Anne the Elephant and the end of circus animals

An elephant at a circus
Image caption Those who use wild animals in the circus say their animals are well looked after.

Anne was the last of the UK's circus elephants.

On Friday, Bobby Roberts, 69, of the Bobby Roberts Super Circus, was found guilty of mistreating the 58-year-old elephant. His wife Moira, 75, was cleared of the same charges.

Campaigners say her "shocking" mistreatment was an example of why animals should not be used in the circus.

Others say the Anne case was a one off and decry moves to ban circus animals as the killing of a tradition.

The use of animals in the circus dates back about 150 years.

Before that time, and before the advent of public zoos, those wanting to lay eyes on a menagerie of wild animals would head to a fair.

During the 19th Century, animals were taken on tour and shown to an eager public. Later, they were combined with traditional circus shows.

But that link between animals and the circus could soon be at an end. Legislation is being drawn up for a ban on circus animals by the government.

Image caption A polar bear jumps through a flaming hoop during a circus show in the 1960s

'Tough licensing scheme'

The Department for Environment, Food and Rural Affairs (Defra) said its work on the bill to ban wild animals in the circus was a work in progress.

And until the ban comes into force, which may not be for several years, Defra is introducing what it says will be a "tough licensing scheme" it claims will "ensure the welfare of wild animals".

A spokeswoman for Defra said the new licensing scheme would start in the new year and would ensure not only set standards of welfare for existing circus animals but also comprehensive plans for the retirement of those animals when the ban takes effect.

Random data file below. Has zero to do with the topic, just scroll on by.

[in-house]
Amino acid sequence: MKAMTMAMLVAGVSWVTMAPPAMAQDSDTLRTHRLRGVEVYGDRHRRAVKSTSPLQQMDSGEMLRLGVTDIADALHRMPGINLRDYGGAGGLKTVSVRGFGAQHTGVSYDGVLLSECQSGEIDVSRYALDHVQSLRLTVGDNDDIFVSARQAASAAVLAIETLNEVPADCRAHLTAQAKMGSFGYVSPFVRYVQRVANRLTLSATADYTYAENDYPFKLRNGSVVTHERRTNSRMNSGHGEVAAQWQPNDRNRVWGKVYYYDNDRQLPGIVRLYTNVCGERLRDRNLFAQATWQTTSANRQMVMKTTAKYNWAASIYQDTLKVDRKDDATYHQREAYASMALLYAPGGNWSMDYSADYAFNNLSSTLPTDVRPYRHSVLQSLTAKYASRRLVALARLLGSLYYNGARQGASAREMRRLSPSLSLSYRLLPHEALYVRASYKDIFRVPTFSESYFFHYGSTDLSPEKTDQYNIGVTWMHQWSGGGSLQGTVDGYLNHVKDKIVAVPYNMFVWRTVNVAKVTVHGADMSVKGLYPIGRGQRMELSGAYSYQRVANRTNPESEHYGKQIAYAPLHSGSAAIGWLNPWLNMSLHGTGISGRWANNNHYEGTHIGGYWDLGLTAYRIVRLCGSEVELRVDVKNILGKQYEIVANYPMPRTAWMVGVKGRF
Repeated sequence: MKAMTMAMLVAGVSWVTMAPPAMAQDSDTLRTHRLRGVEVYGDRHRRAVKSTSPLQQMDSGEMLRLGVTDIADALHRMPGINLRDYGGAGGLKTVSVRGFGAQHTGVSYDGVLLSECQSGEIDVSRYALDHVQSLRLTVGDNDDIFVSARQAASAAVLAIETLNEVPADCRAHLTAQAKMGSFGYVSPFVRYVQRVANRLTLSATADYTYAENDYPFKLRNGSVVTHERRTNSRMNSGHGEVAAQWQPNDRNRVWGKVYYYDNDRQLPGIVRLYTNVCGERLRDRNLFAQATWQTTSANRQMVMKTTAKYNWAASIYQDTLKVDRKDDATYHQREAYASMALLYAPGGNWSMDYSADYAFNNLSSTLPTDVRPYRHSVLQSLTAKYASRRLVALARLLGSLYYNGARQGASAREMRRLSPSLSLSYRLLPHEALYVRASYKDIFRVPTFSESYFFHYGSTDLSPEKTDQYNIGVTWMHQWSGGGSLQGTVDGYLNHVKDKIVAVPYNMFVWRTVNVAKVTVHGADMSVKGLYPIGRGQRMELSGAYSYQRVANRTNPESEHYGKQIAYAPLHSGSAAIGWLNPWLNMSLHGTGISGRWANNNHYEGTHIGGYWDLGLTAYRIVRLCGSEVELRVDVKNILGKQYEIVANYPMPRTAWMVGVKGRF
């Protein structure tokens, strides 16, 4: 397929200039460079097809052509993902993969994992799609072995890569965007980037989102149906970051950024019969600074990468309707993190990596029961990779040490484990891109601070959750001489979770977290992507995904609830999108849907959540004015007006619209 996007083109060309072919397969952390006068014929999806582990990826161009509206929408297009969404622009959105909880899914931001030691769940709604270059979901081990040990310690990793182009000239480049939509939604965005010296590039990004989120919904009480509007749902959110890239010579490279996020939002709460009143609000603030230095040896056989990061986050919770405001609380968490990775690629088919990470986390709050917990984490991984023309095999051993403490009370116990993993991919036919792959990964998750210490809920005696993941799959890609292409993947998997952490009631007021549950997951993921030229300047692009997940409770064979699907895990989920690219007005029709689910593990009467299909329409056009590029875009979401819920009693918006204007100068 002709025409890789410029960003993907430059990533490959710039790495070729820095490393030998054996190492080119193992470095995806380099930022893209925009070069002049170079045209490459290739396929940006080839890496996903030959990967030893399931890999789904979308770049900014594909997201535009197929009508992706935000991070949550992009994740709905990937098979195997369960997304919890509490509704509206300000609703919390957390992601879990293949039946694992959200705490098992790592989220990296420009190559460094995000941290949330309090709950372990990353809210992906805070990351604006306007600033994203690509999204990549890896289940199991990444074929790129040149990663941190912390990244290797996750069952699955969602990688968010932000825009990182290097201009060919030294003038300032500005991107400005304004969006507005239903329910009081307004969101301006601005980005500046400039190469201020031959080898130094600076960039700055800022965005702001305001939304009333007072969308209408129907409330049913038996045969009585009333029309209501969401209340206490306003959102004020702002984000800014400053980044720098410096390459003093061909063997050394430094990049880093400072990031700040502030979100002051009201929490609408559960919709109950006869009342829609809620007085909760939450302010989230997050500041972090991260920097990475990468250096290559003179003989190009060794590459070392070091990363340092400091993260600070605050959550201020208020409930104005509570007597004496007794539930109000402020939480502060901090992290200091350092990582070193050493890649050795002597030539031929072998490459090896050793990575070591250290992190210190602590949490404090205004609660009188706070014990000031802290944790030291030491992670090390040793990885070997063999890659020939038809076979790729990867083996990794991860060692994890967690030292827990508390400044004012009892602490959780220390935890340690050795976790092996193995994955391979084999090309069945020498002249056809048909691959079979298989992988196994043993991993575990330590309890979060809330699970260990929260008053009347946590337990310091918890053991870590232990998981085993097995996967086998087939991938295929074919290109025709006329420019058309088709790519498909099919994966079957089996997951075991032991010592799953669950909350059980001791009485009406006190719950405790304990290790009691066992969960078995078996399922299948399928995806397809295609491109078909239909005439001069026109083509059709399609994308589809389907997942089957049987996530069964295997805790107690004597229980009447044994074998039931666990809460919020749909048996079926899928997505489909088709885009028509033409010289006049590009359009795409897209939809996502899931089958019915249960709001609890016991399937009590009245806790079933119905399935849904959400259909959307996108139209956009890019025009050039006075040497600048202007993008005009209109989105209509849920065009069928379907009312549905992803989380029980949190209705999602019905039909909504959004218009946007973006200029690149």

Some claim the government's licensing plans are too lax.

Katya Mira, of the RSPCA, said the organisation still had concerns about the government's legislation and when a ban would come into effect.

"We want to see it brought forward. We want to see it happen as soon as possible.

'Nicely looked after'

"The case of Anne really does exemplify the situation of what can happen. Wild animals in the circus are from a bygone era."

The RSPCA is also concerned about how the government's legislation will look once complete.

"Anything short of a full ban is simply unacceptable and will fail to meet the needs of animals such as lions, tigers and zebras," said chief executive Gavin Grant .

"Let's get on with what needs to be done and stop these animals from being dragged around the country in beast wagons or confined to cramped temporary cages."

Jan Creamer, chief executive of Animal Defenders International, voiced doubts about the stop-gap licensing plan.

"Given the circumstances of constant travel, we don't believe it is a realistic solution to attempt to license circuses and set welfare standards.

"Wild animals in circuses live in extremely confined spaces and spend large amounts of their time chained, caged and unable to perform natural behaviours, causing them to perform abnormal, repetitive behaviours indicating the psychological distress and the animal's inability to cope with its environment.

Image caption Anne the elephant was moved to Longleat Safari Park

"This causes levels of suffering which can be worse than some of the violence."

Those who work or have worked in animal circuses agree animals should be well looked after.

Sandor Foldi, of Bury St Edmunds, was once dragged across the stage of Olympia by a runaway bear when he worked as a circus hand.

"I think people do enjoy seeing the animals at the circus and how they react to humans," he said. "We had horses, bears, lions and elephants and they were nicely looked after.

"But that was a different time and we have heard recently about people beating their animals up. That, people do not like."

Norfolk author Doug McPherson, an expert on the Big Top, said: "Circuses and animals have been inseparable in history.

"Animals have always been there. If you go back before the television age, in the early half of the last century, if you lived in a small village you probably would never travel abroad, you'd probably never even travel to a big city more than once or twice in your lifetime.

"Where would you see things like a cheetah or a polar bear or an elephant or a tiger apart from the travelling circus? So there was quite an educational role."

The Circus Friends Association says it "supports all reputable forms of circus entertainment" whether or not animals are used.

For more on this case, see BBC Inside Out East at 19:30 GMT on Monday 26 November and the BBC iPlayer for seven days after broadcast.

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